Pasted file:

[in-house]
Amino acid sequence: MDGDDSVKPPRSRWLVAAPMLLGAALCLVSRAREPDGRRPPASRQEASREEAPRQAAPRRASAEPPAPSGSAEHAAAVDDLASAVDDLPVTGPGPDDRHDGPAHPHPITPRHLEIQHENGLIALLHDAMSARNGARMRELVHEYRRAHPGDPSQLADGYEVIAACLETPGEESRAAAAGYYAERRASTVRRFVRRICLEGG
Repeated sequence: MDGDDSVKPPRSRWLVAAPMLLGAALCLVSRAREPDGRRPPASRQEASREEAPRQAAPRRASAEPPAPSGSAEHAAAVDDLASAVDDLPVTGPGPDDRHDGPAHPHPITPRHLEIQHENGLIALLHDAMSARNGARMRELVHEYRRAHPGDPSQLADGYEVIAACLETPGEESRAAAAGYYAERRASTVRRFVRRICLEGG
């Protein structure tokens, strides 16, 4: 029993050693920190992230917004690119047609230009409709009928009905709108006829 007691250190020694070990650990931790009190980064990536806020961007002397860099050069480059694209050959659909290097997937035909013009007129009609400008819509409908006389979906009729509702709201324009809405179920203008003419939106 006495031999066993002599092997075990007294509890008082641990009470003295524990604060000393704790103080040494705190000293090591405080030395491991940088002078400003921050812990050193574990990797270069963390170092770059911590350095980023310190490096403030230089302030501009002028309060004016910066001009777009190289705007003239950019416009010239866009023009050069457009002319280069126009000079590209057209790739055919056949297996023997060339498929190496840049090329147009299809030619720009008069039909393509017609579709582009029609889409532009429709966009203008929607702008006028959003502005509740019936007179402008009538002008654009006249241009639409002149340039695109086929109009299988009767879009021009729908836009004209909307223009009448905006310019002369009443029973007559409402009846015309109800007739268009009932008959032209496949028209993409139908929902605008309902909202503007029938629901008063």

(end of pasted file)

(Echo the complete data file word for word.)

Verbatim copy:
[in-house]
Amino acid sequence: MDGDDSVKPPRSRWLVAAPMLLGAALCLVSRAREPDGRRPPASRQEASREEAPRQAAPRRASAEPPAPSGSAEHAAAVDDLASAVDDLPVTGPGPDDRHDGPAHPHPITPRHLEIQHENGLIALLHDAMSARNGARMRELVHEYRRAHPGDPSQLADGYEVIAACLETPGEESRAAAAGYYAERRASTVRRFVRRICLEGG
Repeated sequence: MDGDDSVKPPRSRWLVAAPMLLGAALCLVSRAREPDGRRPPASRQEASREEAPRQAAPRRASAEPPAPSGSAEHAAAVDDLASAVDDLPVTGPGPDDRHDGPAHPHPITPRHLEIQHENGLIALLHDAMSARNGARMRELVHEYRRAHPGDPSQLADGYEVIAACLETPGEESRAAAAGYYAERRASTVRRFVRRICLEGG
């Protein structure tokens, strides 16, 4: 029993050693920190992230917004690119047609230009409709009928009905709108006829 007691250190020694070990650990931790009190980064990536806020961007002397860099050069480059694209050959659909290097997937035909013009007129009609400008819509409908006389979906009729509702709201324009809405179920203008003419939106 006495031999066993002599092997075990007294509890008082641990009470003295524990604060000393704790103080040494705190000293090591405080030395491991940088002078400003921050812990050193574990990797270069963390170092770059911590350095980023310190490096403030230089302030501009002028309060004016910066001009777009190289705007003239950019416009010239866009023009050069457009002319280069126009000079590209057209790739055919056949297996023997060339498929190496840049090329147009299809030619720009008069039909393509017609579709582009029609889409532009429709966009203008929607702008006028959003502005509740019936007179402008009538002008654009006249241009639409002149340039695109086929109009299988009767879009021009729908836009004209909307223009009448905006310019002369009443029973007559409402009846015309109800007739268009009932008959032209496949028209993409139908929902605008309902909202503007029938629901008063």